Tag Archives: writing

Just Be Where You Are Today

The past two weeks I’ve taken some much needed down-time to spend with family and loved ones. It has been such a treat to simply laugh and relax with the most important people in my life.

During this mini-stay-cation, although we managed to sneak in quite a bit of fun, I had time to reconnect with some of my favorite hobbies. I have re-engaged with my yoga practice, crocheted many a scarf, watched far too much Game of Thrones, and, most excitingly, received a new camera lens!

This bad boy is a 50mm f/1.8. I’m still doing research and experimenting with it, but this ‘nifty fifty’ will certainly be a learning experience!

Stay tuned for more!

(The title of this post is a quote from my favorite YouTube channel, Yoga with Adriennewhich simply reminds me to accept where I am today, whatever manner that may be, while striving for a better tomorrow. It never fails to inspire me!)




To the friends I lost and made

in the shade

of the Immaculata;

To the late nights,


of course,

to the early mornings;

To drinking more coffee

than my bladder could hold;

To the classes on crying;

To the professors who barely tolerated our existence,

And to those whose words changed mine;

Goodbye, farewell, Auf Wiedersehen.

Until graduate school (coming to Indiana, August 2016).IMG_3114

Break on Through to the Other Side

In response to The Daily Post’s weekly photo challenge: “Boundaries.”

IMG_1650Boundaries are, for better or worse, ingrained into every day life. Truly, at nearly every moment in life, you will be bounded by one force or another. These might be physical, such as the guard rails along on/off ramps to the freeway, the smooth velvet ropes that keep us in neat, orderly lines, or, in the case of the example to the left, a menacing wall to keep your enemies out.

Or, perhaps these will be strictly mental– maybe you will be so set in the notion that you can’t do something for X reason(s).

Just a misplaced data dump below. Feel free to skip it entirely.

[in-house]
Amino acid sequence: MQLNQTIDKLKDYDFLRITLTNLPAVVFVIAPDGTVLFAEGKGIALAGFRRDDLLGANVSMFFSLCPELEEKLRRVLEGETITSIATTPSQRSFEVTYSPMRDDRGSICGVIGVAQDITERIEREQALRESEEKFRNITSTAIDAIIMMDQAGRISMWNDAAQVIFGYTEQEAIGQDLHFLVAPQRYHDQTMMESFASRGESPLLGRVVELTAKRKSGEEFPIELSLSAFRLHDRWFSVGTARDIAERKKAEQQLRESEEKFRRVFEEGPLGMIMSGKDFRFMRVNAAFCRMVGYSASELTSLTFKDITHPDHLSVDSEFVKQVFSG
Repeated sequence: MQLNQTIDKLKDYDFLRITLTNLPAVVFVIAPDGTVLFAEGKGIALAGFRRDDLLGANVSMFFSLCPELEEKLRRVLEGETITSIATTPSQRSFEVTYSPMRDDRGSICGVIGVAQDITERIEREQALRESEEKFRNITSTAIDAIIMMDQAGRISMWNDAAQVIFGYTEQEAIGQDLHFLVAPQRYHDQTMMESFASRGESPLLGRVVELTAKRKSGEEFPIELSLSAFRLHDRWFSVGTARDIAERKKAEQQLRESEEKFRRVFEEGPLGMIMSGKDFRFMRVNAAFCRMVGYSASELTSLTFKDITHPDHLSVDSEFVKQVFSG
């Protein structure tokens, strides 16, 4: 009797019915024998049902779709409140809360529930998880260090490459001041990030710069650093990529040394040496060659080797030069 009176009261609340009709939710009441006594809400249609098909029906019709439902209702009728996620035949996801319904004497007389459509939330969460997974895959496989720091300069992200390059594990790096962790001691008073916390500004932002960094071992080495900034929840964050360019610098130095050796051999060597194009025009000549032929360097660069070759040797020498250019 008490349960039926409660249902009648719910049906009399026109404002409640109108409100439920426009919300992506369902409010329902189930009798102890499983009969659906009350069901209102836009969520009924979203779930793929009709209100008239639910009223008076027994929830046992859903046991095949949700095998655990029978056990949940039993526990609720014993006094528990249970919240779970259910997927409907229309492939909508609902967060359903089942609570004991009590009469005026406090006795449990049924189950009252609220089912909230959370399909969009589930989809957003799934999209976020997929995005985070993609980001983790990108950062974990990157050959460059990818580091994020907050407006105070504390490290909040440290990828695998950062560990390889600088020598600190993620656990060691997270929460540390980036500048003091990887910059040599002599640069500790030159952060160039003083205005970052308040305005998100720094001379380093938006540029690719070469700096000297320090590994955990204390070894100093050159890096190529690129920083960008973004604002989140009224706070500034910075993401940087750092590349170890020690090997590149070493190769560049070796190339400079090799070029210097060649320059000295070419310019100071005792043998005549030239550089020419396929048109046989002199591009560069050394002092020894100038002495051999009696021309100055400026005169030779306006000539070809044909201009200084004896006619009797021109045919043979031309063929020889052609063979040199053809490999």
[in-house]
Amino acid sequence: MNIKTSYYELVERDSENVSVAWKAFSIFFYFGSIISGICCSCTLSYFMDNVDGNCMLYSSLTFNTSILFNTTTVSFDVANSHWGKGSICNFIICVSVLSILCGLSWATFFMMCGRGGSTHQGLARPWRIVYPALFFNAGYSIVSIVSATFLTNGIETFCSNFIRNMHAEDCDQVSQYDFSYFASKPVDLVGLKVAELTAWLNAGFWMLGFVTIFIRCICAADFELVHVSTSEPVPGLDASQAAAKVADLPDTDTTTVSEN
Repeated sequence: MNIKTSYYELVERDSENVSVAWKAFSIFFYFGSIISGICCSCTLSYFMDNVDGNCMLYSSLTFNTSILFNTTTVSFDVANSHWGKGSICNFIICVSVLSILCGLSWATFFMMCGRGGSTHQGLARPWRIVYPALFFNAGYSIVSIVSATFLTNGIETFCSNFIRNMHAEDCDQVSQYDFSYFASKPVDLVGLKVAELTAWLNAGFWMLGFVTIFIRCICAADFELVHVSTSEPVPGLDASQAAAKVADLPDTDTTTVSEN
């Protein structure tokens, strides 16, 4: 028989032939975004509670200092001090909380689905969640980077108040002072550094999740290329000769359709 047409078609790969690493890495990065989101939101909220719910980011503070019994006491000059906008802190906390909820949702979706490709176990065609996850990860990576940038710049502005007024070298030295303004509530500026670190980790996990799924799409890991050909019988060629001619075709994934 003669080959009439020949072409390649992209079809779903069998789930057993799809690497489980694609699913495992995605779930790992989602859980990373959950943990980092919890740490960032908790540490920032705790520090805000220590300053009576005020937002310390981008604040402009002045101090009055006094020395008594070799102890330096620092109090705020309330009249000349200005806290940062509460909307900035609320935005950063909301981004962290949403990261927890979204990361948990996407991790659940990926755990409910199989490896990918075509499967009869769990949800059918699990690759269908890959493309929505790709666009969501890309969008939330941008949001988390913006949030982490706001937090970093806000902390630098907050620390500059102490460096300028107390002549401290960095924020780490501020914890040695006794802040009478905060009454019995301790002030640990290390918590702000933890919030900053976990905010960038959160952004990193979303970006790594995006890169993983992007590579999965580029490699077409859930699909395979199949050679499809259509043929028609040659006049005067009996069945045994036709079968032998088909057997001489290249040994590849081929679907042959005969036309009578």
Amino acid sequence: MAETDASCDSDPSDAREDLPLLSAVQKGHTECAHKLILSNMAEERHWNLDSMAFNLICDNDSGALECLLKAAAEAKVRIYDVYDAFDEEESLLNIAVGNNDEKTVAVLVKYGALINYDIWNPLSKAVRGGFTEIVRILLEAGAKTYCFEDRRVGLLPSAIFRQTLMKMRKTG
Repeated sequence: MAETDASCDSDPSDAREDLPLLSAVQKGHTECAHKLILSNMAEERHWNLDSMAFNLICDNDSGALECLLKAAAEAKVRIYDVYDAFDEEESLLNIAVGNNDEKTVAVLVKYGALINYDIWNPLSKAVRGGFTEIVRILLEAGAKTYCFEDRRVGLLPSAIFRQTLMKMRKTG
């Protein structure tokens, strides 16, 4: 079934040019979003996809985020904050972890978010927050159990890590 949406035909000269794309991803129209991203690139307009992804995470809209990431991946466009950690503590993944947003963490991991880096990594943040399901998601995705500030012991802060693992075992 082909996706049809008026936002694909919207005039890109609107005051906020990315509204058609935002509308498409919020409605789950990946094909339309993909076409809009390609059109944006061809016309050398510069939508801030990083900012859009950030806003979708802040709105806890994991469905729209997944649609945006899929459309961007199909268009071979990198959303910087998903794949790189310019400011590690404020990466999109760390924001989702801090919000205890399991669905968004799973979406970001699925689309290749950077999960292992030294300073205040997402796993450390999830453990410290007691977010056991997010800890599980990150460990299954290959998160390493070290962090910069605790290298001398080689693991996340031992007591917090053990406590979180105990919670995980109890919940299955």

The second type is far more difficult to overcome.

It is easier said than done, but the simple task of committing yourself to something–earnestly, truly, whole-heartedly–can produce amazing results, and allow you to accomplish things that may have seemed impossible before.

For example, I have a fear of heights. For a while, it was a nigh insurmountable boundary. There are many things I didn’t do simply because I told myself, “You can’t.”

Almost two years ago now, we hiked to the Wind Caves, where I was almost too scared to look at this breath-taking sight.


Thank goodness mental boundaries can be broken.



For those growing up in 21st Century America, there are certain things that are rites of passage: learning to ride a bike, receiving your first cell phone, graduating high school, and the first drink of alcohol (but not always in that order). For me, the last one was replaced by a task far more urgent: get to Paris.

Le Tower Eiffel

At one point in time or another, nearly all of my favorite writers had either lived in or travelled to Paris; French artists (e.g. Paul Cézanne, David, van Gogh, etc.) were the most Avant-Garde; and French history has been magnetic ever since the first time I head, “Let them eat cake!” (even though Marie probably never said that). Naturally, I was drawn to the city that had changed the course of history, to the built up descriptions from my high school teacher, to the city of light.

Arc de Triomphe

I’ll be back for you one day, mon cher.

Although taken with my camera, this brilliant photo was crafted by my dearest Ross.

Notre Dame

Down the Middle
My mom and dad, after over 26 years of marriage and dealing with my brother and I. God bless ’em.

Flexing Other Muscles

As I return to the routine of school, I am realizing how much simpler summertime is….

Granted, this is due to the fact that during summer, my biggest concerns are sleeping in, reading the things I actually want to, and taking as many pictures as I can in a single day (my record is in the area of 400 this summer in Germany– but really, I must argue that it is Germany’s fault for being so beautiful).

However, this return to a stricter schedule is both bitter and wonderful, for though I am taking significantly less photos, I am forced to think outside of the box. Instead of having obviously beautiful subjects, I am forced to find things that many would categorize as mundane, and attempt to display them in a new light, like so:


However, I am also beginning to experiment in other areas, such as crocheting, and even creative writing.

I suppose my main point in authoring this particular blog is to pose the question: is it acceptable for a “photographer” on a “photography” blog to post about things other than photography? Or is a photo required in every blog? And, really, is my blog more personal than photography?

Please leave feedback if you have any!